I selected APC, since it is the "standard" for UPS units. The best price I could find was through Amazon, including free shipping.
Rather than try to hide the UPS, I am mounting it on the beam near the projector. I will keep it back at least a couple of feet to allow maximum air flow around the projector, and not transfer any heat.
I am still looking into adding an additional fan up by the projector to cool the area further, but I don't want to stir up extra dust either.
Monday, March 03, 2008
There are varying opinions on the performance, but most reviews stated that 16 gage is fine for most home theater applications. In doing my own "ear test" the back speakers sound fine - one of them has a run of 25 feet and the other 60 feet.
The pair of lights shown on the right on a separate dimmer from the ones on the left, so we can keep the light a bit lower near the screen. So far, so good - the room feels very comfortable, and the indirect light actually enhances the projected image. I put 30 watt PAR20 bulbs in the cans, which are about 4 feet apart.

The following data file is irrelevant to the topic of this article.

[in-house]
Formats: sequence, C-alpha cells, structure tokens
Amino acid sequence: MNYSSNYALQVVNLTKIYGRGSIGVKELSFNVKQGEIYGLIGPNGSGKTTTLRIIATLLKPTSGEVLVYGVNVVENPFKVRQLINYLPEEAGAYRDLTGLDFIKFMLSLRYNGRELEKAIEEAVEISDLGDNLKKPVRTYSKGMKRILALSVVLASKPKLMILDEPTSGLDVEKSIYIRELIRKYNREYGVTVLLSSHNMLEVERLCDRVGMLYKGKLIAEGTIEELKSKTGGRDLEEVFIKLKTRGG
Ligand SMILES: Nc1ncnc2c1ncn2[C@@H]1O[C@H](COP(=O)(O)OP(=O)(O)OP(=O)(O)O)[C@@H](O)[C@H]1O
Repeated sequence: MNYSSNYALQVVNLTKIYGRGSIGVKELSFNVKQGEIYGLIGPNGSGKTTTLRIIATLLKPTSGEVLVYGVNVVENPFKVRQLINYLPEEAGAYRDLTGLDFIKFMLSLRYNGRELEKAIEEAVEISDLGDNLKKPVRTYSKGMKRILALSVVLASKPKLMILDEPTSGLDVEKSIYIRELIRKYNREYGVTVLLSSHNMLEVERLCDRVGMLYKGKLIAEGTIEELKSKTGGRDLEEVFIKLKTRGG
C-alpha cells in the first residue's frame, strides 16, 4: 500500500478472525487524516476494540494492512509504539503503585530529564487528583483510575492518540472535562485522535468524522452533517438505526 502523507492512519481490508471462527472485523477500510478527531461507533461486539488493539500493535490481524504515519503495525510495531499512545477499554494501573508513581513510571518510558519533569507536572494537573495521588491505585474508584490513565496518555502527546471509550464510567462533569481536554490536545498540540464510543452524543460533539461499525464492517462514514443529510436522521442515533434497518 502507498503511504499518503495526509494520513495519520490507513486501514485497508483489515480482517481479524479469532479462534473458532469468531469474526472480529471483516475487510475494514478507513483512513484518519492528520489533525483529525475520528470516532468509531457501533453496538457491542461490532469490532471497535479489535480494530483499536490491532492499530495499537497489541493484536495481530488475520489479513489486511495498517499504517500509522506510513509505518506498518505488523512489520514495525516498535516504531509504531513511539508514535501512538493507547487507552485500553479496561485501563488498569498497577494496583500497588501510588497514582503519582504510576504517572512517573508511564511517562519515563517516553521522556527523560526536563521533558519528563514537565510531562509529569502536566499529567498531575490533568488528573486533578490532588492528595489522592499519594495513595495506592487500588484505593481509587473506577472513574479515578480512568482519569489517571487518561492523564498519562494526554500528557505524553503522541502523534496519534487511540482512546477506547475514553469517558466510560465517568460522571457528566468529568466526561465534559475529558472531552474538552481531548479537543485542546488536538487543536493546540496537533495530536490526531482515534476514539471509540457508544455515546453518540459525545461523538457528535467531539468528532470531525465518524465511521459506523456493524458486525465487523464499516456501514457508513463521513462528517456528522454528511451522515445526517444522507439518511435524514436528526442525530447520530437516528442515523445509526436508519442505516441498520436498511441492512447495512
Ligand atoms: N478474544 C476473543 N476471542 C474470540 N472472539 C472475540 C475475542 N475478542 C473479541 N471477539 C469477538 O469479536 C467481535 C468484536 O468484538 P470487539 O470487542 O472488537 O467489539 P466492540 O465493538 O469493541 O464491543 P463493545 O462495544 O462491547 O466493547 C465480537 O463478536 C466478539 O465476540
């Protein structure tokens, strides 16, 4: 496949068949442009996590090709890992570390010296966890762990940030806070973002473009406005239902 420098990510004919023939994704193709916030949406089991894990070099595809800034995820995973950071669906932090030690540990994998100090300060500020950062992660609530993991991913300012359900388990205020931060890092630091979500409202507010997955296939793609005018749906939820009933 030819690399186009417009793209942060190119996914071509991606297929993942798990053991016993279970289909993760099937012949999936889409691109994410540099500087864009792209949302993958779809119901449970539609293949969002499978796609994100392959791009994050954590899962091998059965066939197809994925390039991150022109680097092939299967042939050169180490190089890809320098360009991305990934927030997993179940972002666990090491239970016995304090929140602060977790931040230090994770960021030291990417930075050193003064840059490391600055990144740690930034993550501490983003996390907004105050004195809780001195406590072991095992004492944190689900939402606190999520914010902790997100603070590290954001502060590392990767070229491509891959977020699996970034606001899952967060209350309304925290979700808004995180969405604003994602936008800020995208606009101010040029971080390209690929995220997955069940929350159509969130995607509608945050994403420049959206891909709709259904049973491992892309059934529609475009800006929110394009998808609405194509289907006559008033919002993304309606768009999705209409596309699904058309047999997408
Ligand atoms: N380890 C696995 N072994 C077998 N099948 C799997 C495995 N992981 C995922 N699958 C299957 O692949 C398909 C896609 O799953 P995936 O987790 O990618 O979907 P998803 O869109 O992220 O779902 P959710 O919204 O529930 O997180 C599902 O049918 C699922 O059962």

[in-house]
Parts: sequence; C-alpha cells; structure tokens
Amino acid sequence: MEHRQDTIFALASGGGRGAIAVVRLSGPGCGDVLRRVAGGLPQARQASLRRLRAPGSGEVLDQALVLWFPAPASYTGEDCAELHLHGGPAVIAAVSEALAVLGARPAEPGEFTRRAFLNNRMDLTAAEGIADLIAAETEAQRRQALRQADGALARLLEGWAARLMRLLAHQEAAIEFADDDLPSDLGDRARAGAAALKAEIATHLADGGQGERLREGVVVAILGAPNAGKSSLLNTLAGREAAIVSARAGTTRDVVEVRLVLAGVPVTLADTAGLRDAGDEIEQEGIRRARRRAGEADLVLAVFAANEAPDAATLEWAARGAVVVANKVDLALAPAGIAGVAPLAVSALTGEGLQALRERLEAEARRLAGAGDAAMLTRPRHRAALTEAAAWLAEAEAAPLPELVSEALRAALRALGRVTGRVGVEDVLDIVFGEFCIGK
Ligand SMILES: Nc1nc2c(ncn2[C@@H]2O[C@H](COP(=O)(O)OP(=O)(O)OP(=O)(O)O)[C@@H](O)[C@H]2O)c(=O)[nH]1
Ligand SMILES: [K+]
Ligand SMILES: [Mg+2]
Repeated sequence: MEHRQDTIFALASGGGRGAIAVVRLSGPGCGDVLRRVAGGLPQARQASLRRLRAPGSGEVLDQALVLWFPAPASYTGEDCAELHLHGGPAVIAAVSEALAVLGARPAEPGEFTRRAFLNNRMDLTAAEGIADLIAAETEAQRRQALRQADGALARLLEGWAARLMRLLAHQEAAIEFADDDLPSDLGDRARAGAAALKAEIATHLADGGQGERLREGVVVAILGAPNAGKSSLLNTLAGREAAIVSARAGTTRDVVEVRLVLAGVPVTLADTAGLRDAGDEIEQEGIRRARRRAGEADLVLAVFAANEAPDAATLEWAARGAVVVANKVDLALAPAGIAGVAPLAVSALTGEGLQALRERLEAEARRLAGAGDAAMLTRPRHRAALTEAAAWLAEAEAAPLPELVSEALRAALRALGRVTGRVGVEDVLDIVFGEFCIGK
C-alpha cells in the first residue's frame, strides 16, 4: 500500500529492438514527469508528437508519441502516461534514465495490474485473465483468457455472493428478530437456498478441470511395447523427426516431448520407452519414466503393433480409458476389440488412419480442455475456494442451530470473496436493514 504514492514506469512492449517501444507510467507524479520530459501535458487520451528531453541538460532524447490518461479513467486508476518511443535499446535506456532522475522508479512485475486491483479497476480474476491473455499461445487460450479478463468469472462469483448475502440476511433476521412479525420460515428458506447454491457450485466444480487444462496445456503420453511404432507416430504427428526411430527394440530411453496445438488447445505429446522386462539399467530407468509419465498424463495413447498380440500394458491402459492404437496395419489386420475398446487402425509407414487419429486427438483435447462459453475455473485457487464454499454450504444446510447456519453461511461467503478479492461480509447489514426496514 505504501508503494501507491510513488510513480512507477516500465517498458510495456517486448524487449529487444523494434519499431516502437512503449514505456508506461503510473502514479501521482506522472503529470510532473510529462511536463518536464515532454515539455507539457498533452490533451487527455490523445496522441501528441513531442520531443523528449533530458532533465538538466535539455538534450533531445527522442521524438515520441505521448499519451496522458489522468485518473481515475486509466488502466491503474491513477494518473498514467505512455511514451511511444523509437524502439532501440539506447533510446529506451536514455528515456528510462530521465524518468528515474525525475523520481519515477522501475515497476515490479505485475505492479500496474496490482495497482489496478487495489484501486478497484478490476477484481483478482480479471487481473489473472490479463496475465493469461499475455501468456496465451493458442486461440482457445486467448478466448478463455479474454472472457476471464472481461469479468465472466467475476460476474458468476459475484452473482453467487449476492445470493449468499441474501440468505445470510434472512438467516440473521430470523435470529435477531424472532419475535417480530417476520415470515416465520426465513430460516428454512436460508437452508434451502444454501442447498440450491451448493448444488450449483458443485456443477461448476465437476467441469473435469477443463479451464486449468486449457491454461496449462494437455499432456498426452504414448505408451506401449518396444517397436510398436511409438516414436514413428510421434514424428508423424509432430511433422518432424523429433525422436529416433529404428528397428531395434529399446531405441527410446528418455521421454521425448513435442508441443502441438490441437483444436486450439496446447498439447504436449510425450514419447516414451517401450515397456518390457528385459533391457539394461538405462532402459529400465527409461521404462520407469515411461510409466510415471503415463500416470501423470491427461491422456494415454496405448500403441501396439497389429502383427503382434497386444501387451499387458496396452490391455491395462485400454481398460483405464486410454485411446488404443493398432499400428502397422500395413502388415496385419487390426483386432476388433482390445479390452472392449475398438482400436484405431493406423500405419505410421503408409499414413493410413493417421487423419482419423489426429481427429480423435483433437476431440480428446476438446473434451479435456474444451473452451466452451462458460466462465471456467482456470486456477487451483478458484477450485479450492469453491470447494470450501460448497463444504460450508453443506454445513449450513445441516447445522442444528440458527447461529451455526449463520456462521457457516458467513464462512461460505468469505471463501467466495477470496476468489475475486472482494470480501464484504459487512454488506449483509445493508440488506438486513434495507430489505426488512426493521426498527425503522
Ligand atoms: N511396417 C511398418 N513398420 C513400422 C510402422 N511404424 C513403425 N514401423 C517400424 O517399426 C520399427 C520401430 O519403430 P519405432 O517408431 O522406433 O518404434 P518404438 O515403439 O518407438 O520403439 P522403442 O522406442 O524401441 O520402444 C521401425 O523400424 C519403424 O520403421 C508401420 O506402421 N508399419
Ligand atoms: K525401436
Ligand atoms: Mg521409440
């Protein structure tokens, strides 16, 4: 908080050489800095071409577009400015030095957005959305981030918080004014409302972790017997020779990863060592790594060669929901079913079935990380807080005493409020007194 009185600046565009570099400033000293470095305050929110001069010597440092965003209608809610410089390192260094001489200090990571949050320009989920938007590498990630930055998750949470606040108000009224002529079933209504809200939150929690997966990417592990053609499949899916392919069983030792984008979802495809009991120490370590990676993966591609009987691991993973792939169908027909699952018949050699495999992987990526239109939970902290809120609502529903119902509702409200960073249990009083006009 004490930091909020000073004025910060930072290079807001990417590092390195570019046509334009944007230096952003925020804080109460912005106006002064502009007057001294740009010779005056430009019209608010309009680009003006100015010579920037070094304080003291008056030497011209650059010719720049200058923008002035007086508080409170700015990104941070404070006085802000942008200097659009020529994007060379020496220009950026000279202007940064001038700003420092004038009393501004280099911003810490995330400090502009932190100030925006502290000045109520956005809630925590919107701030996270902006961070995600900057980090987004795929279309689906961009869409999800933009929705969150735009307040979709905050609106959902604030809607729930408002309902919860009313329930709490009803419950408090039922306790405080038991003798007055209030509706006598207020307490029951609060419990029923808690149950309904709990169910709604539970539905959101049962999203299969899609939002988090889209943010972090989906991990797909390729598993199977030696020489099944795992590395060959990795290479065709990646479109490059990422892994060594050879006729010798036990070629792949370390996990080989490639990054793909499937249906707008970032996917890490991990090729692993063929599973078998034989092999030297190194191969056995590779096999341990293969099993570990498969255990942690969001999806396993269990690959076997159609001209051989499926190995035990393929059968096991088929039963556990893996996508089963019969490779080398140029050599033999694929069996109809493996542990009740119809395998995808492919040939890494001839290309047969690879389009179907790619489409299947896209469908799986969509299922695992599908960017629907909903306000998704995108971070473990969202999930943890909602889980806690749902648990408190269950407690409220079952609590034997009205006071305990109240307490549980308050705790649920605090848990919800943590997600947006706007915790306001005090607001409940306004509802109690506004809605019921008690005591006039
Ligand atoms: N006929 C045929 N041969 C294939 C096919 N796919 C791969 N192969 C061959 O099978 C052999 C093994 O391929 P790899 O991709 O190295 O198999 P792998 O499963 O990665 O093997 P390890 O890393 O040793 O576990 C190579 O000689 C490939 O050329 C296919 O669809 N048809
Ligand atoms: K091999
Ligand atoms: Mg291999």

I had an unexpected (negative) side effect of the recessed lighting. All the wall imperfections are easily seen. The horizontal tape lines really stand out - the sheetrock job by the previous owners is poor in the basement. It looks like I am going to be skimming the walls with a 12" trowel and re-texturing.
The soffit definately improves the sound quality in the room, cutting the echo. It also seems to stop some of the sound transmission to the upstairs. I am assuming that the top plate of the wall was a main sound transfer point, since its solid, and the soffit covers it up.
80 linear feet of soffit took a bit of effort, but its worth it. I still need to tape, mud and texture, but it won't be that bad.